Instead of immersing ourselves in guilt over the decline in, say, the cultural practices of human sacrifice or cannibalism, should we not celebrate the the growing—albeit very imperfect—coming together of so much of humankind around decent aspiration values: the sanctity of life, right to democracy, participation in governance, freedom of religion and expression, the right to a decent standard of living, the inherently equal worth of all persons?
Maybe Tom’s choice of human sacrifice and cannibalism is over-stating his case, to say the very least, the shift towards individualism away from the State perhaps engenders a paradox: although his concepts of individualism transcends the State, it is also ultimately dependent on the State. Although there may be international supervision of a State’s compliance with human rights, the State itself secures the possibility and exercise of individualism. Increasing individualism inevitably serves to entrench the State structure.
Nevertheless, with this increasing individual freedom comes, perhaps particularly for the lawyer, increasing moral responsibility and the need for a moral compass. Tom’s last public speech was delivered about six weeks before his death to mark the retirement of Andreas Lowenfeld from NYU. It is a characteristically witty and stylish piece, which is a retrospective reflection on the different path which their careers had taken. Andy Lowenfeld went from government service to international commercial transactions, while Tom took the academic route of public service international law. They both, however, converged in criticism of US claims to exceptionalism in international relations which emerged in the Clinton and Bush administrations:
Suddenly, a picture emerges in which Andy and Tom are teaching their students, advising their governments and private clients and shaping their public philosophy with a new role for lawyers in mind.
Tom termed this new role “the new clientage”:
the role of the lawyer is not simply to maximize his client’s advantages vis-à-vis its adversary. Rather, it is to ensure that each party to the specific dispute is fully aware of the precise cost to that party of succeeding at that cost. The lawyer’s obligation is to persuade the institutional setting within which the dispute is being addressed that the cost of succeeding is not fashioned so as actually to exceed the cost of some other form of settlement or resolution that might be reached or imposed. Does the advocate for torture know what the concomitant of that argument is going to cost your client “down the road”? Does the carpet-bombing of civilian sites have long-term costs to your client that will outweigh any short-term advantage to be gained by pounding those sites into temporary submission?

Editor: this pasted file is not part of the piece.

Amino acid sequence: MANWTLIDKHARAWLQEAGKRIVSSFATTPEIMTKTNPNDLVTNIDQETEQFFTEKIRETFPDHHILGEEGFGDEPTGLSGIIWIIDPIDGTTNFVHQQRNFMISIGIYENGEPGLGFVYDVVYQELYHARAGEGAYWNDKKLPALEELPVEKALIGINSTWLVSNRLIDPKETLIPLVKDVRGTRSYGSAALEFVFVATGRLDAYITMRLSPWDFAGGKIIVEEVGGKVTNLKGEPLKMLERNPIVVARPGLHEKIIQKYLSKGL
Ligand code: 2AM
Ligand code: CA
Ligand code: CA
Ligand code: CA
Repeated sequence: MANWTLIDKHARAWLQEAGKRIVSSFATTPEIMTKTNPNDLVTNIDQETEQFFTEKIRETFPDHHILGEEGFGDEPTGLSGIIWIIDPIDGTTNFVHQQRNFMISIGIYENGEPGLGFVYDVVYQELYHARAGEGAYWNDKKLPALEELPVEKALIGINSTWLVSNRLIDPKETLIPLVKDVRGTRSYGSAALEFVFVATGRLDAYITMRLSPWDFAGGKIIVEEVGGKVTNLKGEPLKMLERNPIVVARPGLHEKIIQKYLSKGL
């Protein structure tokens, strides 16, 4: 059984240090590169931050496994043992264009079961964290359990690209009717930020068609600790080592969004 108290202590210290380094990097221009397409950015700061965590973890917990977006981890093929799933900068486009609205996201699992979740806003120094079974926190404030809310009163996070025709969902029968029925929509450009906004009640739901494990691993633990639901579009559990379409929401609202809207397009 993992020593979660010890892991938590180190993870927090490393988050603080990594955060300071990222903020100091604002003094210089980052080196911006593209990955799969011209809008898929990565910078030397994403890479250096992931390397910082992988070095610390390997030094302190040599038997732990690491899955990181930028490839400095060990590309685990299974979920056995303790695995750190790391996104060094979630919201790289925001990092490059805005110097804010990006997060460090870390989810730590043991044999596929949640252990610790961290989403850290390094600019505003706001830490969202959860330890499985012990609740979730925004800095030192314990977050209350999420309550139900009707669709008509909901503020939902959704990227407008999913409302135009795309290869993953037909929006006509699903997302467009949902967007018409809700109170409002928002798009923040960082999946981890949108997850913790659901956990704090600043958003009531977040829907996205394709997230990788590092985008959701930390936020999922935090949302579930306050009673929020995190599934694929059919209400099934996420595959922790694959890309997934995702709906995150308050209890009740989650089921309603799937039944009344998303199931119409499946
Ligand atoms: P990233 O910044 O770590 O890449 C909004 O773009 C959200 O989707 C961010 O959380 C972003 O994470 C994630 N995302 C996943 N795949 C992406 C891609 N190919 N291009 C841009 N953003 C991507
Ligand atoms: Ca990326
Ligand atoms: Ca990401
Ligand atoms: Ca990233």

Oddly, that means preparing your own client to alter his sense of what is in his own self-interest. It may mean having to prepare your client to do battle with the very people who have been providing the essential political means by which he has been pursuing, heedlessly, ends that were never in his interest, or that were only in his narrowest short-term interest. The lawyer may need to change his client’s whole sense of identity of interest: between himself, as the leader, with those he purports to lead.
This is not a call for revolution, but more for a realignment and the assumption of responsibility—the responsibility of the lawyer to abide by and entrench the liberal values which are at the core of Tom’s conception of how international society should be. In its own way, it is Tom’s version of Philip Allott’s call for a revolution in the mind, and not in the streets.